When the New York Yankees needed their star-studded lineup to produce runs in an elimination playoff game, they got three hits.
When they really could have used a special play in the field to save a run, Aaron Judge hit his head on the wall.
And when the Yankees needed their superstar closer to shut down the Tampa Bay Rays, Aroldis Chapman gave up a homer to an undrafted infielder who had never gone yard in a playoff game.
New York's season came to a crashing end in San Diego on Friday night with a 2-1 loss in Game 5 of the AL Division Series. After failing to reach the World Series for the 11th consecutive year, the big-budget, high-expectation Yankees head into an uncertain offseason with the certain knowledge they weren't even the best team in the AL East this season.
“It’s awful,” manager Aaron Boone said. “The ending is cruel, it really is.”
The team's biggest faults in Game 5 were on offense. Judge's fourth-inning homer was the only extra-base hit in Game 5 by a lineup that crushed a major league-record 17 homers in its seven playoff games, only to lose three of the final four games in that stretch.
“I felt like we got to their pitching a little bit, but they were just able to make key pitches in key situations,” Judge said. “We just weren’t able to capitalize. We’d mishit a ball, or just miss it. It’s tough. We’ve got a lot of changes we need to make.”
While Tampa Bay will face the Houston Astros on Sunday in the ALCS, the Yankees will lament the inconsistency that will define this season. The Yanks were among the most impressive teams in the sport when they were good — but frequently embarrassing when they weren't.
The Yankees averaged 5.7 runs per game during a red-hot 16-6 start, but then the bats went ice cold amid injuries to Judge, Giancarlo Stanton, DJ LeMahieu and others. The team went on a 5-15 slide — allowing the Rays to take hold of the AL East lead — then won 10 straight before closing the season by dropping six of eight games.
“In what’s been a year of peaks and valley for us on the field, I feel like we’re playing our best baseball of the year right now,” Boone said. “Against a team that really held us down tonight. We’re going to get there. I know it, and it’s going to make it all the sweeter, but a lot of hurting people in there right now.”
Judge hit his third homer of the postseason in the fourth inning of Game 5 to put the Yankees up, but New York managed just two singles and two walks over the final five innings, never getting a runner to third base against Tampa Bay's impressive bullpen.
High-priced ace Gerrit Cole held up this end, throwing one-run ball into the sixth inning while pitching on three days' rest for the first time in his career.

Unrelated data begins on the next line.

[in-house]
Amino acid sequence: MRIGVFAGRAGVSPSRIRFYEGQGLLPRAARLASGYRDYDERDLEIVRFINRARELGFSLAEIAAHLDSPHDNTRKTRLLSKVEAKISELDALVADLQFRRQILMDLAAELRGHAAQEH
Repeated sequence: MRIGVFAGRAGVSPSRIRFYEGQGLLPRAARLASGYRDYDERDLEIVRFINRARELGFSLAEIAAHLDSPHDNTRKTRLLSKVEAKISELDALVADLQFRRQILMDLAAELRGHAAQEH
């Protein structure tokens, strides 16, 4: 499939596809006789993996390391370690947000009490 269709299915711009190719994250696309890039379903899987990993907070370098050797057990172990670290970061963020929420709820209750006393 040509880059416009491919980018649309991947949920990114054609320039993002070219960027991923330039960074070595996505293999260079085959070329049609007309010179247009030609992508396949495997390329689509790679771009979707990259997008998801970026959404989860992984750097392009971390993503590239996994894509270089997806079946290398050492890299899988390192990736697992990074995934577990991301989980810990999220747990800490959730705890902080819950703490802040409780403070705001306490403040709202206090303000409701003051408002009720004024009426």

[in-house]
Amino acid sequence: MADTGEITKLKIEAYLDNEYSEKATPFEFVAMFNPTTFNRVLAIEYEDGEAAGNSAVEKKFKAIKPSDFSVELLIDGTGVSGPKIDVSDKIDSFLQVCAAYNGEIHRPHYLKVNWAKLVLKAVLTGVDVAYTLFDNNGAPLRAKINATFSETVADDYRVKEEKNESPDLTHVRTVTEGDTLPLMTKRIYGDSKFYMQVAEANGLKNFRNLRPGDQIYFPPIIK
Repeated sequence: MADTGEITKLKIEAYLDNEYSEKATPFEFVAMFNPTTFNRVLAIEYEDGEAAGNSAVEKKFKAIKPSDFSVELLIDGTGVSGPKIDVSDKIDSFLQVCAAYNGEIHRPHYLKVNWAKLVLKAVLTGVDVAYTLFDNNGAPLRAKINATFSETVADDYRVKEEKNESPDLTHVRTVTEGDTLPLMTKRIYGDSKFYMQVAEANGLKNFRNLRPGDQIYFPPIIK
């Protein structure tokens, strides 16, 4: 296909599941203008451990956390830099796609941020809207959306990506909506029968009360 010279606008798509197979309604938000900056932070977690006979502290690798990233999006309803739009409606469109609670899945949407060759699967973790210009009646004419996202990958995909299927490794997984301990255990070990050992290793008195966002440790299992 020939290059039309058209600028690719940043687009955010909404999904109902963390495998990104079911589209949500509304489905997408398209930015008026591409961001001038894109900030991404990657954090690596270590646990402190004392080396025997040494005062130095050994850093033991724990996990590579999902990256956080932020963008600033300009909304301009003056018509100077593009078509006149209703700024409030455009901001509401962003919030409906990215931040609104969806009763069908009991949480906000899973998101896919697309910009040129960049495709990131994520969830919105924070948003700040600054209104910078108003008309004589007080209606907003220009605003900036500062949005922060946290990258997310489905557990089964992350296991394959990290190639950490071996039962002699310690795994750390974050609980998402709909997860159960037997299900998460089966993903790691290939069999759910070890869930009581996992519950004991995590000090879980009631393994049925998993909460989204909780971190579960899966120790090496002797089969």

But LeMahieu, Stanton, Luke Voit, Gio Urshela and Brett Gardner all went hitless in the Yankees' biggest game of the season.
“I feel like I let my team down," said Voit, who overcame a lingering foot injury to lead the majors with 22 homers in the regular season. “I had a terrible five games against those guys, and they’ve got great pitching. We’ve got to do better. It’s frustrating. Just fuel for the fire for next year.”
One inning after Judge's shot, Cole gave away the lead by allowing Austin Meadows' homer over Judge's head in right. The Yankees slugger couldn't do something extraordinary to stop it — in fact, he ended up looking silly for a moment.
Judge followed Meadows’ drive to the warning track, but he failed to notice the padded overhang above the video billboard built into the wall. When the 6-foot-7 slugger leaped, he immediately hit his head on the padding and couldn’t stretch out to reach the ball, which landed behind the wall in a spot that might have been out of Judge’s reach anyway.
“I haven’t watched it, but I was right there,” Judge said. “Yeah, I think I’ve got a shot at that. I think I’ve got a shot at any ball that gets hit to right field. That’s a tough one, especially Cole out there competing his butt off. I’ve got to get up there and rob that one.”
Judge’s mistake was a product of baseball’s decision to play the postseason on neutral fields, with the league playoff series occurring in the other league’s ballparks. Judge had never played a big league game at Petco Park before this series.
But the Yankees were still in it until Chapman lost his 10-pitch battle with Brosseau. Chapman filled a villain's role perfectly in the matchup, given the 101-mph fastball that he threw near Brosseau's head last month during the escalating tensions between these unfriendly rivals.
Brosseau and the Rays got the definitive last laugh, and the Yankees won't be able to answer until next year.
“Every year we come into spring training with a stacked team that can compete for a World Series title, and to come up short the past couple of years, it’s tough,” Judge said. “But those are just scars. It’s just going to continue to make this team tougher and smarter. It’s going to make that World Series title that much sweeter.”